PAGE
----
An experimental investigation was carried out on the effect of unsteady periodic control on a separated laminar shear layer. Time resolved Particle Image Velocimetry (tr-PIV) was used to characterize a backward-facing step (BFS) flow (Reh = 3600), periodically perturbed by a nanosecond Dielectric Barrier Discharge (ns-DBD) plasma actuator. Ensemble averaged vector fields indicate a decrease of reattachment length with increasing actuation non-dimensional frequency, reaching a minimum at a Sth = 0.32. Further increase of forcing non-dimensional frequency, up to 0.4, resulted into an increase of the reattachment length, which nevertheless remained shorter than the non-actuated case. Spectral analysis of the fluctuating fields revealed a change of the amplified frequency range for the actuated cases with respect to the base flow. Proper Orthogonal Decomposition (POD) analysis showed that actuation leads to a redistribution of energy among coherent spatial modes. Stability diagrams were calculated from mean velocity field data for each case via Linear Stability Theory (LST). Results indicate that stability of each actuated case changes with respect to the non-actuated case. Moreover, looking into the calculated growth rate for all the cases a more stable flow regime is observed for the cases of most successful reduction in terms of reattachment length. The effect of a pulsed periodic perturbation on the control of a laminar shear layer promotes the development of large structures, i.e. K-H vortices, due to inviscid-viscous interaction. These convect downstream resulting in a mean flow deformation (MFD) which causes a change of stability. New unstable frequencies are excited and promote the redistribution of energy among modes. This ultimately affects the efficiency of actuation in promoting transition from laminar to turbulent flow.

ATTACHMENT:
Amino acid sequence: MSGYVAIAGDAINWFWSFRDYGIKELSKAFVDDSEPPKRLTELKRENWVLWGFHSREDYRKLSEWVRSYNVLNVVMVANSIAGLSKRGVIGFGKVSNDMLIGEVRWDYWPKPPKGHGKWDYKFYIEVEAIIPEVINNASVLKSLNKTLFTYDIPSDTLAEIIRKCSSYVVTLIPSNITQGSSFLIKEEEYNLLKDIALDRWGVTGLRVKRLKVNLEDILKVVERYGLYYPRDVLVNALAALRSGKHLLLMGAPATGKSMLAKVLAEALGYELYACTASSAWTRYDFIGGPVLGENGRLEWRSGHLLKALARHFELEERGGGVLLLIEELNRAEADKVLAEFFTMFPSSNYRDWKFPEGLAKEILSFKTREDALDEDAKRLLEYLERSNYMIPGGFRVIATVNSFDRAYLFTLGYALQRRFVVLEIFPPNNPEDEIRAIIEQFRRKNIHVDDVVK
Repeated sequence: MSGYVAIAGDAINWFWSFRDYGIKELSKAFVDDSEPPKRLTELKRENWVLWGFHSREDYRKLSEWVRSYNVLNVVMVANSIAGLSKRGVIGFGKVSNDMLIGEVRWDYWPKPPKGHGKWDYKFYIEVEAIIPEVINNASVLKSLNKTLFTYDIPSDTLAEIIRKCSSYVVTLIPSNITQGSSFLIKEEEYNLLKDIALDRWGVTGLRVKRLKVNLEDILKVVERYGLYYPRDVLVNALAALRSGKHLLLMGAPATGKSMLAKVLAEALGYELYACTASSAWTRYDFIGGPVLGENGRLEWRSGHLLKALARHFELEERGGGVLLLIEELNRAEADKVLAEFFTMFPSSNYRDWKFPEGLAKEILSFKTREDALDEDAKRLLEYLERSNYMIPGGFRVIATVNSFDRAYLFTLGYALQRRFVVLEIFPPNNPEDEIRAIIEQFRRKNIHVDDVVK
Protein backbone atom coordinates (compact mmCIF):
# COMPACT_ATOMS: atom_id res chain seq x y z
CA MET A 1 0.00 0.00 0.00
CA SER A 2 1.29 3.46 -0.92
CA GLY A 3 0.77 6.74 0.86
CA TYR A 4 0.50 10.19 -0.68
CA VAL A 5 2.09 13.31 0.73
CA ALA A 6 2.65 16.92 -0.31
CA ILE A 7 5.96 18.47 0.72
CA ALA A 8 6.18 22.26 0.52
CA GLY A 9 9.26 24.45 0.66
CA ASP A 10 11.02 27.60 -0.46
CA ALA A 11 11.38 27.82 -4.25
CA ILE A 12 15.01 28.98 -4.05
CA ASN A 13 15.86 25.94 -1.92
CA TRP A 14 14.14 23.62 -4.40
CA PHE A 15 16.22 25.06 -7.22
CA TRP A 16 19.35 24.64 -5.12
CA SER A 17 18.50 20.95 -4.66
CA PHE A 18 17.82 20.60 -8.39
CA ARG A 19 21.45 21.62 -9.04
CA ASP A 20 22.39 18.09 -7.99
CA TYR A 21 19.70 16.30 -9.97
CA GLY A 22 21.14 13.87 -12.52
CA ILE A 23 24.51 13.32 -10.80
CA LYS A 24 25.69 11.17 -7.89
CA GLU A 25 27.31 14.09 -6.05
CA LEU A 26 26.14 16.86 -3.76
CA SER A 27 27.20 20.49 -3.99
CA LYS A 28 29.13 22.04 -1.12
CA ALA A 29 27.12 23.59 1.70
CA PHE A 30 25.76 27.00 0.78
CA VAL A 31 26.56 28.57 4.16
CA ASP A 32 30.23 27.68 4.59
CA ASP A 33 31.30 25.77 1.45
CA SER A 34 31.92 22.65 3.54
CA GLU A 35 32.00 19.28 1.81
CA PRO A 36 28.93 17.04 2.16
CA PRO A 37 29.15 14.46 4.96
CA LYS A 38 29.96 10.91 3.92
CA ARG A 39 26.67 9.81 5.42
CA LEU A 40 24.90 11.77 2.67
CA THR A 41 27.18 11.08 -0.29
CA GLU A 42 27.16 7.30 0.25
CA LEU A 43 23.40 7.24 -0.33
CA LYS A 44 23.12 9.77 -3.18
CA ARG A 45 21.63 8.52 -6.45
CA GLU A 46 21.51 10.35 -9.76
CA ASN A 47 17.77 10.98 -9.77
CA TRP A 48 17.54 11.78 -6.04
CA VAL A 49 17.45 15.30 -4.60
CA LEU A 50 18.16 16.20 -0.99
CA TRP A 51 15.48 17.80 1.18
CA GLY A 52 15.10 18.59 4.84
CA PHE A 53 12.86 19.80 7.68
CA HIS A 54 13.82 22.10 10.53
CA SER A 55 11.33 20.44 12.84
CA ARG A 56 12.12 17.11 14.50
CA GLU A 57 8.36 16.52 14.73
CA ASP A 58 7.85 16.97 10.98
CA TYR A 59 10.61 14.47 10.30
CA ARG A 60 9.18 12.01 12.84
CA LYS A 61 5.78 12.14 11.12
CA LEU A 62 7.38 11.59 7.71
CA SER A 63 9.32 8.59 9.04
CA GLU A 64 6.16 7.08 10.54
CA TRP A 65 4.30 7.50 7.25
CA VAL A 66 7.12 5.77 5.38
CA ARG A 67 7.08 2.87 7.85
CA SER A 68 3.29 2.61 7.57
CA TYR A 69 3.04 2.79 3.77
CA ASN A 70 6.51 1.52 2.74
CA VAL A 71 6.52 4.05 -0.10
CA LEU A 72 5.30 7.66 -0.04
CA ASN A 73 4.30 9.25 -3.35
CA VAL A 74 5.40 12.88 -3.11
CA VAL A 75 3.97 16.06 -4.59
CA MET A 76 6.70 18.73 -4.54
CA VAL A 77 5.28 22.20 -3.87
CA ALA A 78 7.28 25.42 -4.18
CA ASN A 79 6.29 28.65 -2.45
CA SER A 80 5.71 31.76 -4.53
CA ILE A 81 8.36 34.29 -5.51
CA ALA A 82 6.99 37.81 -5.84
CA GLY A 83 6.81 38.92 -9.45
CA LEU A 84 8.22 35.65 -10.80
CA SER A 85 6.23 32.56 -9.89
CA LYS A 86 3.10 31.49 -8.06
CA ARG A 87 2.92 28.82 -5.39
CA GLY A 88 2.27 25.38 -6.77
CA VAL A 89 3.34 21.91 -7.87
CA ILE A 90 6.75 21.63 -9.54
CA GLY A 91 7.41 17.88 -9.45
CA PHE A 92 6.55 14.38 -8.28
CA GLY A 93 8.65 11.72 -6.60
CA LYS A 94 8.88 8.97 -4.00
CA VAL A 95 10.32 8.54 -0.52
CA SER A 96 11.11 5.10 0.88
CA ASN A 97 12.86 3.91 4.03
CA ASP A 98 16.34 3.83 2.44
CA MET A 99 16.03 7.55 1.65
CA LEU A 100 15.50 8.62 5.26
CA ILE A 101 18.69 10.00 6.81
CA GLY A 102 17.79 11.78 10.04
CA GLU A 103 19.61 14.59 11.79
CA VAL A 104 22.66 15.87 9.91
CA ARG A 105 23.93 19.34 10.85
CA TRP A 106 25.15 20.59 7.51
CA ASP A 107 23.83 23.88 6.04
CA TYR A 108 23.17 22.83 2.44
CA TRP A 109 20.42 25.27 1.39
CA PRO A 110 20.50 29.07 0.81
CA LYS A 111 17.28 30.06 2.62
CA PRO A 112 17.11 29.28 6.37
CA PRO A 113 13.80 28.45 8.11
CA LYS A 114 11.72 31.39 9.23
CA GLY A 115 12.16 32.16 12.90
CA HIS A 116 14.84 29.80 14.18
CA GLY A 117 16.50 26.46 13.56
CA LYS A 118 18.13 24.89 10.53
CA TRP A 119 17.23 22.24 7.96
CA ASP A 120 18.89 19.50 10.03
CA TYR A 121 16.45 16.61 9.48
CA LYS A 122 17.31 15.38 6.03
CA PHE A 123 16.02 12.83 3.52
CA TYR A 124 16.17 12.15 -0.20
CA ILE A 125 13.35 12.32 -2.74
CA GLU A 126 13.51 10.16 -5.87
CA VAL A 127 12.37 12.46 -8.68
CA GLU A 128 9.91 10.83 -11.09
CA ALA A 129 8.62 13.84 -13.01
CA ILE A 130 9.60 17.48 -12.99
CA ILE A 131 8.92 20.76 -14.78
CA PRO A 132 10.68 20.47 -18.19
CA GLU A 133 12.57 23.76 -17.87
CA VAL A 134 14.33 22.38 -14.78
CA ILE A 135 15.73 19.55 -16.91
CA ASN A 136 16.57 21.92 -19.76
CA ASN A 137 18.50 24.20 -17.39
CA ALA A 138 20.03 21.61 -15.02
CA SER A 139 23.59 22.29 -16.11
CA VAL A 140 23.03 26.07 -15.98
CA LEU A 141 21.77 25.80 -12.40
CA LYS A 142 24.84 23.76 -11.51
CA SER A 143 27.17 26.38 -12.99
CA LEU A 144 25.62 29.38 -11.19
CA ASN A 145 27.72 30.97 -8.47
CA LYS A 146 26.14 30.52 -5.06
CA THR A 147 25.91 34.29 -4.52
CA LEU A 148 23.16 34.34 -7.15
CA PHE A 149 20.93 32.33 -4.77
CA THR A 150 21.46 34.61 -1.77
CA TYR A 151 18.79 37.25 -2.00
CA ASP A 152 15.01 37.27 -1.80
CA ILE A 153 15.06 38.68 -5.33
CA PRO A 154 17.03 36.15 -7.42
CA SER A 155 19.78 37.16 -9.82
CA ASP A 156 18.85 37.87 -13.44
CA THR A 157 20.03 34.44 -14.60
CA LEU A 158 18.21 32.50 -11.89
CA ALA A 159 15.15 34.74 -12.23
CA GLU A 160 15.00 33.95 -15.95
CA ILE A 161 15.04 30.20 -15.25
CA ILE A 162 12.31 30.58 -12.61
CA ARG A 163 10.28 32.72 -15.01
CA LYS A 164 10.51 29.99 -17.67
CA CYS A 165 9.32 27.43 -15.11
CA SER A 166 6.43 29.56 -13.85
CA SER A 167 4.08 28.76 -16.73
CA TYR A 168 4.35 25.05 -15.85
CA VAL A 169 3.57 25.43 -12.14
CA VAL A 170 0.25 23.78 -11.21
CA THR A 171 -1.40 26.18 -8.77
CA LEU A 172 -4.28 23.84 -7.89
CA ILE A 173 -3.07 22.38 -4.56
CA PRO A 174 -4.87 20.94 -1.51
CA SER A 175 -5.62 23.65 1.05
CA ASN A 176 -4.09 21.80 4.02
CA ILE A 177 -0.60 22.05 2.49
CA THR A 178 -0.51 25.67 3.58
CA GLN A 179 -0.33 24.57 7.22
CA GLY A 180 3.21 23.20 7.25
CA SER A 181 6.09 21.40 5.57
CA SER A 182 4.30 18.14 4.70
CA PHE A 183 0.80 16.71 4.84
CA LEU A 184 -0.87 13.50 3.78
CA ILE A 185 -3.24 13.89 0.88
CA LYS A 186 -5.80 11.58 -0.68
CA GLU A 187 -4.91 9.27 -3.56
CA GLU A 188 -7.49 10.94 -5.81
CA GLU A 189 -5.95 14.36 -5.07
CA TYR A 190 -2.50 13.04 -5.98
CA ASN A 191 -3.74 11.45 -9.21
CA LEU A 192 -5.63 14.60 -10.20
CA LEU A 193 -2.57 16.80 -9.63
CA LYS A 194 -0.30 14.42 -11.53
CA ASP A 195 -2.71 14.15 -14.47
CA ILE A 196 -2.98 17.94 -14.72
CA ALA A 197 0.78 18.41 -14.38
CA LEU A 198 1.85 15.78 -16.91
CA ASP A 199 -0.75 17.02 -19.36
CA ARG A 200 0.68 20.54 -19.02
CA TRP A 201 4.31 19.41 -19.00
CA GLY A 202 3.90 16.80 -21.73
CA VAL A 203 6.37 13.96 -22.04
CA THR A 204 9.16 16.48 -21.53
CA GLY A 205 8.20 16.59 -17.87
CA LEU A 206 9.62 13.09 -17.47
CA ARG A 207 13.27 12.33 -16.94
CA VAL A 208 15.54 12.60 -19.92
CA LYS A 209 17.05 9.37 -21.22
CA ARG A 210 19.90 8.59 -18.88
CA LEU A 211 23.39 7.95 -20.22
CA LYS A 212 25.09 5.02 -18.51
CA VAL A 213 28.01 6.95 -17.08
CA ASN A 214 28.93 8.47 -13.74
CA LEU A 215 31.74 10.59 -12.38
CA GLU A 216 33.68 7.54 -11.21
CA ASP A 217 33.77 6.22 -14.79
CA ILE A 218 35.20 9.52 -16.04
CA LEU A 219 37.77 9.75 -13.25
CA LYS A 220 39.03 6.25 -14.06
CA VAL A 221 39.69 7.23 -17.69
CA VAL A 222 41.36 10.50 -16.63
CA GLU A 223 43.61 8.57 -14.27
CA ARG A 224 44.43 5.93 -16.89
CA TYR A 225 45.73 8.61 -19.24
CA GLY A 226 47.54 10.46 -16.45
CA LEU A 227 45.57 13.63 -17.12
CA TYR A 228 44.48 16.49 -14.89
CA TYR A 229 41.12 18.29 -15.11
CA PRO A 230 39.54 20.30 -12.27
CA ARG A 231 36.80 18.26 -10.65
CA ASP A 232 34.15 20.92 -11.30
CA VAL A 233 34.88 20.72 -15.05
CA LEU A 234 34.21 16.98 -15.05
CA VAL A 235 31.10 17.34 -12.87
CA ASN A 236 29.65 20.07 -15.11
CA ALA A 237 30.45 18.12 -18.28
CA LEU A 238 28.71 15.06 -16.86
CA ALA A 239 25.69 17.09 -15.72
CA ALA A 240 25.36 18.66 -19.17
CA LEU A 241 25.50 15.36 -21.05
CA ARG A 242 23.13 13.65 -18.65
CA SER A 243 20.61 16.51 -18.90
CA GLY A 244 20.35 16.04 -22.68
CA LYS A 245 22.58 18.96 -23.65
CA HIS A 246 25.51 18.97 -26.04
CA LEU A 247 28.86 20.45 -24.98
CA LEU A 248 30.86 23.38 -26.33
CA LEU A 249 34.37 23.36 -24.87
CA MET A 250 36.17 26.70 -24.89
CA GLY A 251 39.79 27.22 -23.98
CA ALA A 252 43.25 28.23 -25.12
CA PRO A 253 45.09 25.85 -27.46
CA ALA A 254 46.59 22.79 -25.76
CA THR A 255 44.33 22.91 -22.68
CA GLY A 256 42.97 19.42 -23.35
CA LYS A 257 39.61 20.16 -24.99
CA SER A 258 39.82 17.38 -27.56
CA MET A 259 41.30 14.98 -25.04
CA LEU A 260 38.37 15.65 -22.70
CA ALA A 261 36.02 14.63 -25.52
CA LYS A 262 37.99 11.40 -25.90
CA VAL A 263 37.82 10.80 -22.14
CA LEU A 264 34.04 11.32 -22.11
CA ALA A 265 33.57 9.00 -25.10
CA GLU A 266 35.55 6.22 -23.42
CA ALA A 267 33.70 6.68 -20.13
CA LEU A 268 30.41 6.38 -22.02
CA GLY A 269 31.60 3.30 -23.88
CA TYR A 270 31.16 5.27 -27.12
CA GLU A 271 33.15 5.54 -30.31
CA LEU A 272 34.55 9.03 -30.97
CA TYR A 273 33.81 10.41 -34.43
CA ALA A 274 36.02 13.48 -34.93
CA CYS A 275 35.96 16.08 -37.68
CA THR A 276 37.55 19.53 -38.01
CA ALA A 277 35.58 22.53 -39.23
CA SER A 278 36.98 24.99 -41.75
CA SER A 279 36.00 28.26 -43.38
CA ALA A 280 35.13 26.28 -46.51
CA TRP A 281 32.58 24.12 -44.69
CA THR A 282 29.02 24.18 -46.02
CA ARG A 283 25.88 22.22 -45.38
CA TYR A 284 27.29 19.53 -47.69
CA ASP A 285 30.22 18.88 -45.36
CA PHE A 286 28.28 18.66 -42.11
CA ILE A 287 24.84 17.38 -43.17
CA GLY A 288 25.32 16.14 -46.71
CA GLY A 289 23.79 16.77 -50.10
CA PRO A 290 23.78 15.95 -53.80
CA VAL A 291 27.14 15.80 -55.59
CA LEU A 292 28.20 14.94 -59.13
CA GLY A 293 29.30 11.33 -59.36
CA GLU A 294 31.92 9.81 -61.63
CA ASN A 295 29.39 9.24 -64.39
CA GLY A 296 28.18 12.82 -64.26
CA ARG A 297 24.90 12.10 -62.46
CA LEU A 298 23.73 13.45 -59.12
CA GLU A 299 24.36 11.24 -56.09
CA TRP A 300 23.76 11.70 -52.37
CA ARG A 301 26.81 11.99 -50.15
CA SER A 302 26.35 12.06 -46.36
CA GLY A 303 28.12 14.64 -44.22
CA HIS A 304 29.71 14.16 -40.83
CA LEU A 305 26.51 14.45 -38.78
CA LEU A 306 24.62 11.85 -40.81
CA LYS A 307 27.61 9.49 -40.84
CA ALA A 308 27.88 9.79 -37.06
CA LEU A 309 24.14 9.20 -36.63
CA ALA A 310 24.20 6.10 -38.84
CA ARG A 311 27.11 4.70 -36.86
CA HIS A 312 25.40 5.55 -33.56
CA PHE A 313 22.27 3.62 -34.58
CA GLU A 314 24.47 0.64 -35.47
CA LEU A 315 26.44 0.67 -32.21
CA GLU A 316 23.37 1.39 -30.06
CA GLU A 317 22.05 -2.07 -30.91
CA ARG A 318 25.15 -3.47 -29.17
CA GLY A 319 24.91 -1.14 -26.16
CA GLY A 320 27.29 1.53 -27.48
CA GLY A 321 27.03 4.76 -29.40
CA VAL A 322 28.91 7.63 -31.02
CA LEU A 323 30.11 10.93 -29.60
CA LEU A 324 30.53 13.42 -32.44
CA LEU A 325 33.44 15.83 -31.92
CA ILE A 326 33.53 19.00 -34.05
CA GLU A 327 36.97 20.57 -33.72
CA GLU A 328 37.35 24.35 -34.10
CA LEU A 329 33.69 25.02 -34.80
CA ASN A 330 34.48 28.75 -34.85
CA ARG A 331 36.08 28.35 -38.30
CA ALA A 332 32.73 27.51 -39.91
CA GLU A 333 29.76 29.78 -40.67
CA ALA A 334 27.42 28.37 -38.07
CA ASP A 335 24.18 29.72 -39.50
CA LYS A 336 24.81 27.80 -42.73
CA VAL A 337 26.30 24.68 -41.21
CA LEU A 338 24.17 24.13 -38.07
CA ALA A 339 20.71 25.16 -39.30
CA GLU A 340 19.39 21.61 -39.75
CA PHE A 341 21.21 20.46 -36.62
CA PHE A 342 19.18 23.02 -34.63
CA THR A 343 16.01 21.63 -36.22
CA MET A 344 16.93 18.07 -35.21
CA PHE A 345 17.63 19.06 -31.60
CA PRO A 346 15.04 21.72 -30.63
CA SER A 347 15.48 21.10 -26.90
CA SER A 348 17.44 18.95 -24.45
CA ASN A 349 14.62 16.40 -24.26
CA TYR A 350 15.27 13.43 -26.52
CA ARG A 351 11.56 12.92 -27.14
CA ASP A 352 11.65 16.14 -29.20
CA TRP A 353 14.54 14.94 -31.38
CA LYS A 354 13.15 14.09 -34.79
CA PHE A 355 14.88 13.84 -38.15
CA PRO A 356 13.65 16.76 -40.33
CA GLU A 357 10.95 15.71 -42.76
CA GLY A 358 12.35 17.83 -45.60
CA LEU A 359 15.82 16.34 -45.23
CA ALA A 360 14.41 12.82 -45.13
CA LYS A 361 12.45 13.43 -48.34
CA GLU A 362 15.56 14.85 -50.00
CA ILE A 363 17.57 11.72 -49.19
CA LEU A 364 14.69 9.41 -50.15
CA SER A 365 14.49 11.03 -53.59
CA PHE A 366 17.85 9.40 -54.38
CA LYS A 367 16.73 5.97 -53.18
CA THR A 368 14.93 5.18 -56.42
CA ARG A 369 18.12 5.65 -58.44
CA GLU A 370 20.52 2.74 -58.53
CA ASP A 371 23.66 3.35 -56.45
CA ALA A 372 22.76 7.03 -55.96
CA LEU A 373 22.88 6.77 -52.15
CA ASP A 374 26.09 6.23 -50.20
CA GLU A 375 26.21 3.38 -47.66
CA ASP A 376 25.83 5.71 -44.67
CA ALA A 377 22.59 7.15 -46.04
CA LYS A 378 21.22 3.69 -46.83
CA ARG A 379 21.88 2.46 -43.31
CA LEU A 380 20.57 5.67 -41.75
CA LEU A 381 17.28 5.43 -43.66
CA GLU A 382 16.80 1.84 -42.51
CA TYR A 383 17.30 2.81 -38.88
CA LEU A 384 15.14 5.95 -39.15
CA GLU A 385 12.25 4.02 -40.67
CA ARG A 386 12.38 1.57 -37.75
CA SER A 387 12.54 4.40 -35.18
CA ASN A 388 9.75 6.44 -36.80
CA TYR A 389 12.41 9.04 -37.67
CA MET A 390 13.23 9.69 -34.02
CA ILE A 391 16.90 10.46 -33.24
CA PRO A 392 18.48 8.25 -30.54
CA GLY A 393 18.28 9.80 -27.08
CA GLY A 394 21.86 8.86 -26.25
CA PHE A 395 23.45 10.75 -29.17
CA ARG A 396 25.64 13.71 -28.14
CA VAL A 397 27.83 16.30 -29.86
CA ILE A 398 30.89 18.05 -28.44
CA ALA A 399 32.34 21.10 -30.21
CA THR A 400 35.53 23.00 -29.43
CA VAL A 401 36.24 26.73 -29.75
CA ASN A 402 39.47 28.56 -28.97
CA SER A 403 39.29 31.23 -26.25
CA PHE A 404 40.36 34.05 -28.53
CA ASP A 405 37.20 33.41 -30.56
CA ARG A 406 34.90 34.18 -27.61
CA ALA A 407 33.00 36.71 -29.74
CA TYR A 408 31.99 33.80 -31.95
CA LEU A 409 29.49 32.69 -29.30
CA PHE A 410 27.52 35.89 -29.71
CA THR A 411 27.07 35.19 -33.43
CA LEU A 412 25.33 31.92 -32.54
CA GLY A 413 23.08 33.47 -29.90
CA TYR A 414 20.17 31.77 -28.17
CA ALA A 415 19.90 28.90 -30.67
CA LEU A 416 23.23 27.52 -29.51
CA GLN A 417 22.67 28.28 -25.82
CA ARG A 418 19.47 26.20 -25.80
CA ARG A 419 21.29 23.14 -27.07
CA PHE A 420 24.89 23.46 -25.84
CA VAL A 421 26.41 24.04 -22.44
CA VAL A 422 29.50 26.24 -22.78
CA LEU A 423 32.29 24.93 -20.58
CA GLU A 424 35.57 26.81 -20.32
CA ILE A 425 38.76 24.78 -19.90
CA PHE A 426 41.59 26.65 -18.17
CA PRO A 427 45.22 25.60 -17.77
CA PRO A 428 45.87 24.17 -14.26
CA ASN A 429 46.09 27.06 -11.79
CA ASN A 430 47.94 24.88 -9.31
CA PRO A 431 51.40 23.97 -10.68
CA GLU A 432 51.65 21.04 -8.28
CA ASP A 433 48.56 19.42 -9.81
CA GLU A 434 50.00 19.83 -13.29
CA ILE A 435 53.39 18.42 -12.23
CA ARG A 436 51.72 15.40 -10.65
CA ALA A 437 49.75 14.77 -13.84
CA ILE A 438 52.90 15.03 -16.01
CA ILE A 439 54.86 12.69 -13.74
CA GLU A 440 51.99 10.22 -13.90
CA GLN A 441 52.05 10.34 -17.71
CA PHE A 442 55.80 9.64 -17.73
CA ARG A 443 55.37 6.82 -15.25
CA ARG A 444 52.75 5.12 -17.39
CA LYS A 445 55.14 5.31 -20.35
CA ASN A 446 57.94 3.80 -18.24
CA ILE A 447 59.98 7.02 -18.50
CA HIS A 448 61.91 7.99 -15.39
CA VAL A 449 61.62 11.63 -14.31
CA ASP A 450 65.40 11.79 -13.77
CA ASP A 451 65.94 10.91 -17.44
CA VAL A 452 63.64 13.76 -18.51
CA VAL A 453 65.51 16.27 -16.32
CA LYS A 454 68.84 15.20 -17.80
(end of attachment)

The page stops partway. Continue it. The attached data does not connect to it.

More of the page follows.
|Number of pages||14|
|Journal||Experimental Thermal and Fluid Science|
|Publication status||Published - 1 Feb 2017|
- Flow control
- Laminar flow
- Plasma actuator
- Separation control